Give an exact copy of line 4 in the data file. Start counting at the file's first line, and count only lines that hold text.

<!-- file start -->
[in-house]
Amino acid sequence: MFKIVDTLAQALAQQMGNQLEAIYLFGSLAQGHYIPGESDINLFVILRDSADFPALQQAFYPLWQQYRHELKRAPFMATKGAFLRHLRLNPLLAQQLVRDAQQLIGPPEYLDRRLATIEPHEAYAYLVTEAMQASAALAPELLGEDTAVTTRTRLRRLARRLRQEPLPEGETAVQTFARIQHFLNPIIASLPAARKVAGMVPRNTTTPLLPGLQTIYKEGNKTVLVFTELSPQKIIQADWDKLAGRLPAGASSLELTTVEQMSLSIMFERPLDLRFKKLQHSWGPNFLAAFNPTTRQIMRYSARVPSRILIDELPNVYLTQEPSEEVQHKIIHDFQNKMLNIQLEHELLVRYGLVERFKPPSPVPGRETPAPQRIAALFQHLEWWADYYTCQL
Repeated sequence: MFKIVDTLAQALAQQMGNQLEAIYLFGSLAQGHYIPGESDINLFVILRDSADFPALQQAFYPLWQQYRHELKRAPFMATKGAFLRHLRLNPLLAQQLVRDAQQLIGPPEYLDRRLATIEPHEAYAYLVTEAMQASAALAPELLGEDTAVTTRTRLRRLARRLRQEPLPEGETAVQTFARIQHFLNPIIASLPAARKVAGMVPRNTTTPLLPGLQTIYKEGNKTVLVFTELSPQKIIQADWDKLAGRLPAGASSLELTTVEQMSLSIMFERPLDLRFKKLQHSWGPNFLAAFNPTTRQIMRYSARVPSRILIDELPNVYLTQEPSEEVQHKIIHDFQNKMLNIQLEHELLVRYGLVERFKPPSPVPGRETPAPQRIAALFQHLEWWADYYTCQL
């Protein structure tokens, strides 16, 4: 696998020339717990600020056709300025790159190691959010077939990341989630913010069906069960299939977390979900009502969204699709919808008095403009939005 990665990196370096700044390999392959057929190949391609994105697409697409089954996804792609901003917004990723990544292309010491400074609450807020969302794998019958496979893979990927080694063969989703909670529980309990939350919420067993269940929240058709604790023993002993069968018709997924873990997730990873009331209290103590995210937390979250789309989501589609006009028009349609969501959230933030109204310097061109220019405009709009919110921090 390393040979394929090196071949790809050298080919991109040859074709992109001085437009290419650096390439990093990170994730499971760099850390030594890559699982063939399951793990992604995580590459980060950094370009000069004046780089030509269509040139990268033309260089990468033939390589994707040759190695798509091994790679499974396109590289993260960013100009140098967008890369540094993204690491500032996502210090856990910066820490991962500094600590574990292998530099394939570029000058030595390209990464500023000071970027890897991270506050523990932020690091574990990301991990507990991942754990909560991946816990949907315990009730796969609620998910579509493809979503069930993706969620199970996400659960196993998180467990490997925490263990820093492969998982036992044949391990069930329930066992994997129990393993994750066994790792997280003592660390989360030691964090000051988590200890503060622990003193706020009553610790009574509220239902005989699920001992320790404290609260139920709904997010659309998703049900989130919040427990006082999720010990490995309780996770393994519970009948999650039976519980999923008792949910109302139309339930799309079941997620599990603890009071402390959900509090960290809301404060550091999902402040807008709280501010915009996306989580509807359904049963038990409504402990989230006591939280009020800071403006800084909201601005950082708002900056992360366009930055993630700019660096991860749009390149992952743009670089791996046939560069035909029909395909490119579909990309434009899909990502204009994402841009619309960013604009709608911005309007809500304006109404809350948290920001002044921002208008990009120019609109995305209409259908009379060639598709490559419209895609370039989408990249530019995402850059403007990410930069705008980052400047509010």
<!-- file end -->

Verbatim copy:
């Protein structure tokens, strides 16, 4: 696998020339717990600020056709300025790159190691959010077939990341989630913010069906069960299939977390979900009502969204699709919808008095403009939005 990665990196370096700044390999392959057929190949391609994105697409697409089954996804792609901003917004990723990544292309010491400074609450807020969302794998019958496979893979990927080694063969989703909670529980309990939350919420067993269940929240058709604790023993002993069968018709997924873990997730990873009331209290103590995210937390979250789309989501589609006009028009349609969501959230933030109204310097061109220019405009709009919110921090 390393040979394929090196071949790809050298080919991109040859074709992109001085437009290419650096390439990093990170994730499971760099850390030594890559699982063939399951793990992604995580590459980060950094370009000069004046780089030509269509040139990268033309260089990468033939390589994707040759190695798509091994790679499974396109590289993260960013100009140098967008890369540094993204690491500032996502210090856990910066820490991962500094600590574990292998530099394939570029000058030595390209990464500023000071970027890897991270506050523990932020690091574990990301991990507990991942754990909560991946816990949907315990009730796969609620998910579509493809979503069930993706969620199970996400659960196993998180467990490997925490263990820093492969998982036992044949391990069930329930066992994997129990393993994750066994790792997280003592660390989360030691964090000051988590200890503060622990003193706020009553610790009574509220239902005989699920001992320790404290609260139920709904997010659309998703049900989130919040427990006082999720010990490995309780996770393994519970009948999650039976519980999923008792949910109302139309339930799309079941997620599990603890009071402390959900509090960290809301404060550091999902402040807008709280501010915009996306989580509807359904049963038990409504402990989230006591939280009020800071403006800084909201601005950082708002900056992360366009930055993630700019660096991860749009390149992952743009670089791996046939560069035909029909395909490119579909990309434009899909990502204009994402841009619309960013604009709608911005309007809500304006109404809350948290920001002044921002208008990009120019609109995305209409259908009379060639598709490559419209895609370039989408990249530019995402850059403007990410930069705008980052400047509010």